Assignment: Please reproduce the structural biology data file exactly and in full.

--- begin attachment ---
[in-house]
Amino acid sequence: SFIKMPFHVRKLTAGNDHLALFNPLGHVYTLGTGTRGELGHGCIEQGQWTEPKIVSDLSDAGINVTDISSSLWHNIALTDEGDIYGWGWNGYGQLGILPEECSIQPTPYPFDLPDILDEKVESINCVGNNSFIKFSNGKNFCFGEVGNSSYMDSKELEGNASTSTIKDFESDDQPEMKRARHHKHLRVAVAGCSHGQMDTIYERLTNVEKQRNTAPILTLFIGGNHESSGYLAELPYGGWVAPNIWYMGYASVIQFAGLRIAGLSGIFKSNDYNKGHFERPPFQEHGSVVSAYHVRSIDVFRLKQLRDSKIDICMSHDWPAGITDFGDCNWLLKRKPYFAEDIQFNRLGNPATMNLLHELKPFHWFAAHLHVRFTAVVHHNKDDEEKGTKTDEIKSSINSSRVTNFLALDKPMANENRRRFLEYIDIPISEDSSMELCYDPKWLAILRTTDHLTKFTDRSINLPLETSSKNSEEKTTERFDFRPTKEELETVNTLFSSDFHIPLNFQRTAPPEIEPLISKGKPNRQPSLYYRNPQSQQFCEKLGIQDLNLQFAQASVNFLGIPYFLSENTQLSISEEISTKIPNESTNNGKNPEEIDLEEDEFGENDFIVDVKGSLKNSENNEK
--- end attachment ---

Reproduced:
[in-house]
Amino acid sequence: SFIKMPFHVRKLTAGNDHLALFNPLGHVYTLGTGTRGELGHGCIEQGQWTEPKIVSDLSDAGINVTDISSSLWHNIALTDEGDIYGWGWNGYGQLGILPEECSIQPTPYPFDLPDILDEKVESINCVGNNSFIKFSNGKNFCFGEVGNSSYMDSKELEGNASTSTIKDFESDDQPEMKRARHHKHLRVAVAGCSHGQMDTIYERLTNVEKQRNTAPILTLFIGGNHESSGYLAELPYGGWVAPNIWYMGYASVIQFAGLRIAGLSGIFKSNDYNKGHFERPPFQEHGSVVSAYHVRSIDVFRLKQLRDSKIDICMSHDWPAGITDFGDCNWLLKRKPYFAEDIQFNRLGNPATMNLLHELKPFHWFAAHLHVRFTAVVHHNKDDEEKGTKTDEIKSSINSSRVTNFLALDKPMANENRRRFLEYIDIPISEDSSMELCYDPKWLAILRTTDHLTKFTDRSINLPLETSSKNSEEKTTERFDFRPTKEELETVNTLFSSDFHIPLNFQRTAPPEIEPLISKGKPNRQPSLYYRNPQSQQFCEKLGIQDLNLQFAQASVNFLGIPYFLSENTQLSISEEISTKIPNESTNNGKNPEEIDLEEDEFGENDFIVDVKGSLKNSENNEK